Considering together such information about the properties of asphaltene and the above-mentioned characteristic features of the reactions, the reaction mechanisms associated with the catalyst of this invention may be considered to be as follows (at least qualitatively): Firstly, the asphaltene contained in the heavy hydrocarbon oil diffuses through the pores of the substrate to be absorbed on the VSx of the active source, supported beforehand, within the interior and on the surface of the substrate, where the vanadium removal and the desulfurization occur. In this case, the vanadium of the vanadium complexes present in and between the molecules of asphaltene is withdrawn as VSx and deposits on the surface of the catalyst to be fixed thereon. On the other hand, since the micelles of asphaltene lose the vanadium complexes, the associated molecules of asphaltene disintegrate and change into smaller molecules, which are readily desorbed, so that this may be reasonably considered as indicating the lowering of the molecular weight of asphaltene. Also, since the VSx itself formed during the reaction shows newly the activity for the cracking of asphaltene, it is expected that the catalyst can maintain its high activity for a long period of time without being poisoned by vanadium at all. Furthermore, the substrate constituting a part of the catalyst of this invention also plays an important role in enhancing the effect of the hydrotreatment of heavy hydrocarbon oils. That is, because the substrate itself has a effective physical structure such that the high molecular weight hydrocarbon fractions such as asphaltene, etc., can easily diffuse into the active points of the pores, the catalyst of this invention comprising such a substrate is effective for the selective reaction of high molecular weight hydrocarbons such as asphaltene. Additionally, since the VSx formed during the reaction is selectively fixed on the surface, such a catalyst can maintain a high activity without lowering the activity for the cracking of asphaltene. In addition to the above, the catalyst of this invention is also characterized by the fact that it not only selectively cracks the coke precursors such as asphaltene and the like, but also causes no accumulation of coke (which lowers the activity of the catalyst) even against asphaltic heavy hydrocarbon oils by virtue of the hydrotreating ability of VSx as well as the unique physical structure and chemical properties of said substrate, so that the high activity of the catalyst can be maintained for a long period of time.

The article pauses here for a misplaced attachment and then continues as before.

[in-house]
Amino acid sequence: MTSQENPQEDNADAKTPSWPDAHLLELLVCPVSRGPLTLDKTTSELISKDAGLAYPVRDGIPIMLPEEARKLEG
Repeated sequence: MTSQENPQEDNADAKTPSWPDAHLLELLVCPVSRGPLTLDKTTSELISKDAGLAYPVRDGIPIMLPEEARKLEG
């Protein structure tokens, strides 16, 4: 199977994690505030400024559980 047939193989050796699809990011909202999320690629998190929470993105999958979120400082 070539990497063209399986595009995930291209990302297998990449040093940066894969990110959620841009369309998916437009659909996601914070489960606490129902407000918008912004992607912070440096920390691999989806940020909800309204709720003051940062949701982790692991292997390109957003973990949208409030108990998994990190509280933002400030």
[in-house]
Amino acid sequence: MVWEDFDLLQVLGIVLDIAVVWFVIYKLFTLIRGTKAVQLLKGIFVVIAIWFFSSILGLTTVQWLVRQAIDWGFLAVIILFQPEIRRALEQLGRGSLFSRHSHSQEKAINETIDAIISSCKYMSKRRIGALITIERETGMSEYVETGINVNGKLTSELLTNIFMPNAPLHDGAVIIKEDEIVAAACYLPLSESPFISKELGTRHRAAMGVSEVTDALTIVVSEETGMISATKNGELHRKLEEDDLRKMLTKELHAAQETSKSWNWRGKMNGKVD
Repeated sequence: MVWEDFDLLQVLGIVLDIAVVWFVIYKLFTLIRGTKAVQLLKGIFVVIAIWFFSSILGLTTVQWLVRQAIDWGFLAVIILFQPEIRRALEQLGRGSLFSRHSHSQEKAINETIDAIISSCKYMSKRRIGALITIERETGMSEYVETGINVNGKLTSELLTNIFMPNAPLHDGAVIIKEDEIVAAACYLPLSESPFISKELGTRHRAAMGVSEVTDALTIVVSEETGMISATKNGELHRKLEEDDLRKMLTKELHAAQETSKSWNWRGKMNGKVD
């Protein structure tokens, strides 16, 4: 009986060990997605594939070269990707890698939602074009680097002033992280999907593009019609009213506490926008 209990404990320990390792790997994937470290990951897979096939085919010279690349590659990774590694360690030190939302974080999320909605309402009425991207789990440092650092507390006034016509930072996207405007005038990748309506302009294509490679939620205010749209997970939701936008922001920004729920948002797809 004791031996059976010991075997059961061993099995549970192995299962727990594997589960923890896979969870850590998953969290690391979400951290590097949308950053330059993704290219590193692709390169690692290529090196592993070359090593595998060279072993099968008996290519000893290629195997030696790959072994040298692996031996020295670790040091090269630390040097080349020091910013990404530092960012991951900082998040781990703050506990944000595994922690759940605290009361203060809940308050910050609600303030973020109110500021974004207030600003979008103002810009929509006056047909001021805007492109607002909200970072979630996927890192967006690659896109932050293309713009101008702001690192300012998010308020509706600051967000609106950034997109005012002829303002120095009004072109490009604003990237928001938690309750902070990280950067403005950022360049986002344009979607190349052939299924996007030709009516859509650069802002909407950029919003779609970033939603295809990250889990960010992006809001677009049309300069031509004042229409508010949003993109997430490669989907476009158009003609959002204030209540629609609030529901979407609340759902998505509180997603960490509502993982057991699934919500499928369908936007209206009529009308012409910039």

While hydrocracking with a conventional catalyst for hydrotreatment such as a Ni-Co-Mo-(γ-alumina) catalyst is mainly hydrodealkylation based on the hydrogenation and hydrocracking of polycyclic aromatics, hydrotreatment employing the catalyst of this invention, as described above, involves mainly: removal of the metal interposed between the asphaltene molecules constituting the asphaltene micelles, a decrease in the association degree of the micelles resulting therefrom, and lowering in the molecular weight accompanying the cracking of the comparatively weak bonded portions, so that it is considered that the consumption of hydrogen becomes unexpectedly small in spite of the lowering in the molecular weight.